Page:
High Court waits for no lawyer

11 September 2019. Published by Davina Given, Partner and Karina Plain, Associate (Australian qualified)


An appeal was recently lost after an application for an oral hearing was made just two days late.(1)

This decision is a timely reminder of the strictness of court deadlines and of the importance of being upfront with the court (and your opponent) which, on this occasion, was unwilling to forgive ambiguity as to whether the deadline had been met.

Two days too late

The claimant, Ms Rafaela Evans, applied for permission to appeal a decision of a costs judge dismissing her application for an assessment of the defendant's costs. The application to appeal was considered on the papers and a copy of the order dismissing the application was received by the claimant's solicitors on 21 May 2019. The claimant then had seven days to apply for a hearing to renew the application for permission to appeal. The events unfolded as follows:

  • 30 May 2019 (nine calendar days later) – the claimant's solicitors wrote to the court stating that "we understand that today is the final day to request for an oral hearing taking into account the Bank Holiday dated 27 May" and requesting that the decision be re-considered. The letter was not sent to the defendant's solicitors.

  • 3 June 2019 – the claimant's solicitors received the notice that the renewed application had been listed and sent a copy (along with the 30 May letter) to the defendant's solicitors.

  • 4 June 2019 – the defendant's solicitors wrote to the court asserting that the claimant's application to renew her application for permission on 30 May had been made late and was therefore invalid. Civil Procedure Rule 2.8(4) provides that a bank holiday is excluded from the computation of time where the specified period is five days or less, which did not apply in this instance given that the relevant time period was seven days.

Claimant's application for relief from sanction and two-day extension

On 6 June 2019 the claimant applied for relief from sanction and a retrospective extension of two days to apply for an oral hearing for permission to appeal. The application was supported by a witness statement from the claimant's solicitor, who stated that as soon as the delay or breach was brought to his attention, his firm had written to the court to request an oral hearing (which was the 30 May letter).

On 11 June 2019 the court granted relief on the basis that the extension had been short and the default not serious or significant.

Appeal of grant of relief and extension


The defendant appealed the 11 June 2019 decision and drew the court's attention to the inconsistencies between the 30 May letter and the 6 June witness statement. The witness statement stated that it had been the realisation that the application was two days late which had prompted the 30 May letter, whereas the 30 May letter asserted that the final day for the application had been 30 May.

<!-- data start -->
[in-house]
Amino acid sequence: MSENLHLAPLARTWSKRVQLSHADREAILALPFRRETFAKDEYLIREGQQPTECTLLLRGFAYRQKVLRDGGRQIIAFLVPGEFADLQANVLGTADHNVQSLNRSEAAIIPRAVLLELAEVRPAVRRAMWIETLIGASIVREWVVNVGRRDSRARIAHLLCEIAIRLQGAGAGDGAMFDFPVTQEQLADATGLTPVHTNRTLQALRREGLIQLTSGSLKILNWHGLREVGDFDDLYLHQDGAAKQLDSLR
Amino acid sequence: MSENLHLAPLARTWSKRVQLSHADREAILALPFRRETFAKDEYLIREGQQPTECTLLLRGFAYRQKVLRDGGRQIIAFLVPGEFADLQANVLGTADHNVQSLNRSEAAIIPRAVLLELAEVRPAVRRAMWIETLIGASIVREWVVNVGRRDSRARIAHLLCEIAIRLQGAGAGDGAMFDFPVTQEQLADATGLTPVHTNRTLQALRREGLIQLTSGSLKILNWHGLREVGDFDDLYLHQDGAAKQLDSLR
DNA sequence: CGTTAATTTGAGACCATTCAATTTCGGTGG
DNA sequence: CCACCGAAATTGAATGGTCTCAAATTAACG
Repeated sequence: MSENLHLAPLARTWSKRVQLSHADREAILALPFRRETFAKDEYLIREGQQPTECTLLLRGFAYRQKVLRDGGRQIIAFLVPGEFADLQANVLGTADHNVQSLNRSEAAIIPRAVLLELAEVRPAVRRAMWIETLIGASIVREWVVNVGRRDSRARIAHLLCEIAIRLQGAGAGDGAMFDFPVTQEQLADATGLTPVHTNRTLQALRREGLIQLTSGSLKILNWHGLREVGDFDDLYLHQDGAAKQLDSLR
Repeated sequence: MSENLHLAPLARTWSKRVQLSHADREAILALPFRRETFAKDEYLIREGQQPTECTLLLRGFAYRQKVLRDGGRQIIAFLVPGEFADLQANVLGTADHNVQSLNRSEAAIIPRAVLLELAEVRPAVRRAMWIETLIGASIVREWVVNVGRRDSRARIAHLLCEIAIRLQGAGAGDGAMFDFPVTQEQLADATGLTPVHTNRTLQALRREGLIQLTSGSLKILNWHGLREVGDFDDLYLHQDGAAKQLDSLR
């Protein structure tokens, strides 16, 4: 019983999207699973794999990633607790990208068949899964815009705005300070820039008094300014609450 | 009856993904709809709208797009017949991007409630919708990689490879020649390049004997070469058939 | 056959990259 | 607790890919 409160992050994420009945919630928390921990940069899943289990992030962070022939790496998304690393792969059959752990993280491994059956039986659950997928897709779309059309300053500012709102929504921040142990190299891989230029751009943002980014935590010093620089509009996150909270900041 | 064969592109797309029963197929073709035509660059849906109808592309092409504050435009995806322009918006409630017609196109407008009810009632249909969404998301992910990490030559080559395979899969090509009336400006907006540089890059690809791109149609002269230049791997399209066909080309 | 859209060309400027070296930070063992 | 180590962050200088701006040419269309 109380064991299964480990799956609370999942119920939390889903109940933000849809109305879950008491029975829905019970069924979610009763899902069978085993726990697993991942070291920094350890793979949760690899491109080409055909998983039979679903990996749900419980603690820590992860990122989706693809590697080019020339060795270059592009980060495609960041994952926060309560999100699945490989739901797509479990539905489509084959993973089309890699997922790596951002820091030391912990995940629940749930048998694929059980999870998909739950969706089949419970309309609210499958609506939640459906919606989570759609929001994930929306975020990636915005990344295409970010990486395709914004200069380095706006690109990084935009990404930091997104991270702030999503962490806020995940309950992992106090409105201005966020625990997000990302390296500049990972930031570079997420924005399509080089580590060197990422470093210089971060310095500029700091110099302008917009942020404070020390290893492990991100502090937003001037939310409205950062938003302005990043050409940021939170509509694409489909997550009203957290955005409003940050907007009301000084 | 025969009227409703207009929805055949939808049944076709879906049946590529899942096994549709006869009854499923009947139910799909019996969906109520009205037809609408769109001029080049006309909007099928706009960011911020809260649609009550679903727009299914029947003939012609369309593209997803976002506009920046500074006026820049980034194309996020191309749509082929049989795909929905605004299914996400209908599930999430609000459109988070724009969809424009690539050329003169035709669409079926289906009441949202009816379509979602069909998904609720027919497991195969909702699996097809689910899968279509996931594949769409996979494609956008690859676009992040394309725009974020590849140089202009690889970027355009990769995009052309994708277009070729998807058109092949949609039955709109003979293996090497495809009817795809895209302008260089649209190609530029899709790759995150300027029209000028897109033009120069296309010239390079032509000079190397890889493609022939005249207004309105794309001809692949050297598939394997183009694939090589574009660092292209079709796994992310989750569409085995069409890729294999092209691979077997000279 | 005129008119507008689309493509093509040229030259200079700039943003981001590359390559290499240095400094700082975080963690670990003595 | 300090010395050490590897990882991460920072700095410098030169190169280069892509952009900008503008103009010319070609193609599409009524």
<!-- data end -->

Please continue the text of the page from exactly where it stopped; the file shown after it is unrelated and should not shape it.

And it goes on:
The claimant then served a further witness statement from her solicitors. This explained that:

  • the wording of the first 6 June witness statement was 'terrible';

  • there had been no intention to mislead the court in the 6 June witness statement; and

  • at the time that the 30 May letter was prepared, the claimant's solicitors had believed that the application was still on time.

What did the High Court say?

The High Court was dissatisfied with the claimant's further evidence. It found in favour of the defendant and refused the claimant's application for relief from sanction. As a result, the claimant will not be able to pursue her appeal.

The court took the view that the court had been seriously misled by the 6 June witness statement, for which it considered that there was no adequate explanation. The court was even more concerned with the possibility that the claimant's solicitors had known that the application was two days late on 30 May but hoped to pull the wool over the court's eyes by asserting that the application was on time. Matters were made even worse by the claimant's failure to serve the 30 May letter on the defendant so as to provide it with the opportunity to make representations to the court and the claimant that the application was out of time. 

How does this decision affect you?

The calculation of time periods under the English Civil Procedural Rules can be complicated but is essential to get right. This decision is a reminder that an entire case may stand or fall on the correct calculation – as well as a reminder of the importance of accuracy and clarity in court correspondence and evidence.


(1) Evans v Pinsent Mason LLP [2019] EWHC 2150 (QB)

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